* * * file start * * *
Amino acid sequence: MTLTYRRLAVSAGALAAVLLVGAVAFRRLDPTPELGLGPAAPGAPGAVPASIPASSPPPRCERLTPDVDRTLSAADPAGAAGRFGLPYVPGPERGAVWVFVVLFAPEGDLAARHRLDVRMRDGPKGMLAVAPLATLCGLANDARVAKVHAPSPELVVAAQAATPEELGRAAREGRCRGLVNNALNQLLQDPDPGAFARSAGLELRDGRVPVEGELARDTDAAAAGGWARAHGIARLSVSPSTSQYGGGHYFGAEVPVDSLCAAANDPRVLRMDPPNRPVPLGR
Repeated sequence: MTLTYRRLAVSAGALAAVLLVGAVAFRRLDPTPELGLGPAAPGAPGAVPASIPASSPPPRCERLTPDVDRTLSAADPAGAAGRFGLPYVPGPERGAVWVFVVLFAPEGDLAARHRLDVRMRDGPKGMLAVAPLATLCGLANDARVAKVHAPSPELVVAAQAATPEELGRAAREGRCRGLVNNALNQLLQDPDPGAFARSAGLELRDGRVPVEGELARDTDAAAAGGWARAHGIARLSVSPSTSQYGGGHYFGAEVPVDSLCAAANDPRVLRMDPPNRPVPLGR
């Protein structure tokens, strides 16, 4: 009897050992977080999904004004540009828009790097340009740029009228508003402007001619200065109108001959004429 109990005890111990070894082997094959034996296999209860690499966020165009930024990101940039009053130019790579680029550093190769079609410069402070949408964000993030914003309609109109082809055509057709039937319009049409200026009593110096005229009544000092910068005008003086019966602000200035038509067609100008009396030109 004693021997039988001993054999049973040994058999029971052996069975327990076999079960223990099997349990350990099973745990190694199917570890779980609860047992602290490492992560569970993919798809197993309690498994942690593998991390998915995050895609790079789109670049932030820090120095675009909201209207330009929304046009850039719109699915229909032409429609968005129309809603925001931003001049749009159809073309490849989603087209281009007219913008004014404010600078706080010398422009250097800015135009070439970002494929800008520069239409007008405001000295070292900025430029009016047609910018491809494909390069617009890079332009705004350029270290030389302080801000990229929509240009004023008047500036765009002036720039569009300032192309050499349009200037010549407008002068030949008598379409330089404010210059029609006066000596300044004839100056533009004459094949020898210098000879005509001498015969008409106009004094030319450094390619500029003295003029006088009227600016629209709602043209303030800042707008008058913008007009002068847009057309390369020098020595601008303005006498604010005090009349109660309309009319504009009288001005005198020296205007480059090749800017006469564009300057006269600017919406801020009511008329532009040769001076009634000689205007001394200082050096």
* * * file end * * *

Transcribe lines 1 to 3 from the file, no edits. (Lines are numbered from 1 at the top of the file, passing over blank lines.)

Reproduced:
Amino acid sequence: MTLTYRRLAVSAGALAAVLLVGAVAFRRLDPTPELGLGPAAPGAPGAVPASIPASSPPPRCERLTPDVDRTLSAADPAGAAGRFGLPYVPGPERGAVWVFVVLFAPEGDLAARHRLDVRMRDGPKGMLAVAPLATLCGLANDARVAKVHAPSPELVVAAQAATPEELGRAAREGRCRGLVNNALNQLLQDPDPGAFARSAGLELRDGRVPVEGELARDTDAAAAGGWARAHGIARLSVSPSTSQYGGGHYFGAEVPVDSLCAAANDPRVLRMDPPNRPVPLGR
Repeated sequence: MTLTYRRLAVSAGALAAVLLVGAVAFRRLDPTPELGLGPAAPGAPGAVPASIPASSPPPRCERLTPDVDRTLSAADPAGAAGRFGLPYVPGPERGAVWVFVVLFAPEGDLAARHRLDVRMRDGPKGMLAVAPLATLCGLANDARVAKVHAPSPELVVAAQAATPEELGRAAREGRCRGLVNNALNQLLQDPDPGAFARSAGLELRDGRVPVEGELARDTDAAAAGGWARAHGIARLSVSPSTSQYGGGHYFGAEVPVDSLCAAANDPRVLRMDPPNRPVPLGR
């Protein structure tokens, strides 16, 4: 009897050992977080999904004004540009828009790097340009740029009228508003402007001619200065109108001959004429 109990005890111990070894082997094959034996296999209860690499966020165009930024990101940039009053130019790579680029550093190769079609410069402070949408964000993030914003309609109109082809055509057709039937319009049409200026009593110096005229009544000092910068005008003086019966602000200035038509067609100008009396030109 004693021997039988001993054999049973040994058999029971052996069975327990076999079960223990099997349990350990099973745990190694199917570890779980609860047992602290490492992560569970993919798809197993309690498994942690593998991390998915995050895609790079789109670049932030820090120095675009909201209207330009929304046009850039719109699915229909032409429609968005129309809603925001931003001049749009159809073309490849989603087209281009007219913008004014404010600078706080010398422009250097800015135009070439970002494929800008520069239409007008405001000295070292900025430029009016047609910018491809494909390069617009890079332009705004350029270290030389302080801000990229929509240009004023008047500036765009002036720039569009300032192309050499349009200037010549407008002068030949008598379409330089404010210059029609006066000596300044004839100056533009004459094949020898210098000879005509001498015969008409106009004094030319450094390619500029003295003029006088009227600016629209709602043209303030800042707008008058913008007009002068847009057309390369020098020595601008303005006498604010005090009349109660309309009319504009009288001005005198020296205007480059090749800017006469564009300057006269600017919406801020009511008329532009040769001076009634000689205007001394200082050096």